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Pittsburgh Response to Endovascular therapy (PRE) score: optimizing patient selection for endovascular therapy for large vessel occlusion strokes
  1. Srikant Rangaraju1,
  2. Amin Aghaebrahim2,
  3. Christopher Streib2,
  4. Chung-Huan Sun1,
  5. Marc Ribo3,
  6. Marion Muchada3,
  7. Raul Nogueira1,
  8. Michael Frankel1,
  9. Rishi Gupta4,
  10. Ashutosh Jadhav2,
  11. Tudor G Jovin2
  1. 1Marcus Stroke & Neuroscience Center, Grady Memorial Hospital, Emory University, Atlanta, Georgia, USA
  2. 2Department of Neurology, University of Pittsburgh Medical Center, Pittsburgh, Pennsylvania, USA
  3. 3Unitat d'Ictus Vall d'Hebron Neurology Hospital Vall d'Hebron, Barcelona, Spain
  4. 4Wellstar Neurosurgery, Atlanta, Georgia, USA
  1. Correspondence to Dr Tudor G Jovin, Stroke Institute, 200 Lorthop Street, Pittsburgh, PA 15213, USA; jovitg{at}


Background Endovascular therapy seems to benefit a subset of patients with large vessel occlusion strokes. We aimed to develop a clinically useful tool to identify patients who are likely to benefit from endovascular therapy.

Methods In a derivation cohort of consecutively treated patients with anterior circulation large vessel occlusion (Grady Memorial Hospital, N=247), independent predictors (p<0.1) of good outcome (90-day modified Rankin scale score (mRS) 0–2) were determined using logistic regression to derive the Pittsburgh Response to Endovascular therapy (PRE) score as a predictor of good outcome. The PRE score was validated in two institutional cohorts (University of Pittsburgh Medical Center (UPMC): N=393; Unitat d’Ictus Vall d’Hebron: N=204) and its discriminative power for good outcome was compared with other validated tools. Benefit of successful recanalization was assessed in PRE score groups.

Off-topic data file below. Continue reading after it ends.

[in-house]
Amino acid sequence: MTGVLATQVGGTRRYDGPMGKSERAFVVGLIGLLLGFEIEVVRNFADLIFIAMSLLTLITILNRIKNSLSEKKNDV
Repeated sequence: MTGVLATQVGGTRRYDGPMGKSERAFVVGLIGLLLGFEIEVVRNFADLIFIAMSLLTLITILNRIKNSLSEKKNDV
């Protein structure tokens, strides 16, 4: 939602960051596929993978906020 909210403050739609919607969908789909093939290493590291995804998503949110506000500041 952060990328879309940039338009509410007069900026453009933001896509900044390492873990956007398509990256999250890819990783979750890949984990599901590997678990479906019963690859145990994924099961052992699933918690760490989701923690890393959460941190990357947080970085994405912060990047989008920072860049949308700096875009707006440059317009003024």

Results Independent predictors of good outcome in the derivation cohort (age, baseline National Institute of Health Stroke Scale (NIHSS) score and Alberta Stroke Program Early CT Score (ASPECTS)) were used in the model: PRE score=age (years)+2×NIHSS−10×ASPECTS. PRE score was highly predictive of good outcome in the derivation cohort (area under the curve (AUC)=0.79) and validation cohorts (UPMC: AUC=0.79; UIVH: AUC=0.72) with comparable rates of good outcome in all PRE risk quartiles. PRE was superior to Totaled Health Risks In Vascular Events (THRIVE) (p=0.03) and Stroke Prognostication using Age and NIHSS (SPAN) (p=0.007), with a trend towards superiority to Houston Intra-Arterial Therapy 2 (HIAT2) (p=0.06) and iSCORE (p=0.051) in predicting good outcomes. Better outcomes were associated with successful recanalization in patients with PRE scores −24 to +49 but not in patients with PRE scores <−24 or ≥50.

Conclusions The PRE score is a validated tool that predicts outcomes and may facilitate patient selection for endovascular therapy in anterior circulation large vessel occlusions.

  • Stroke
  • Thrombectomy
  • CT
  • Intervention

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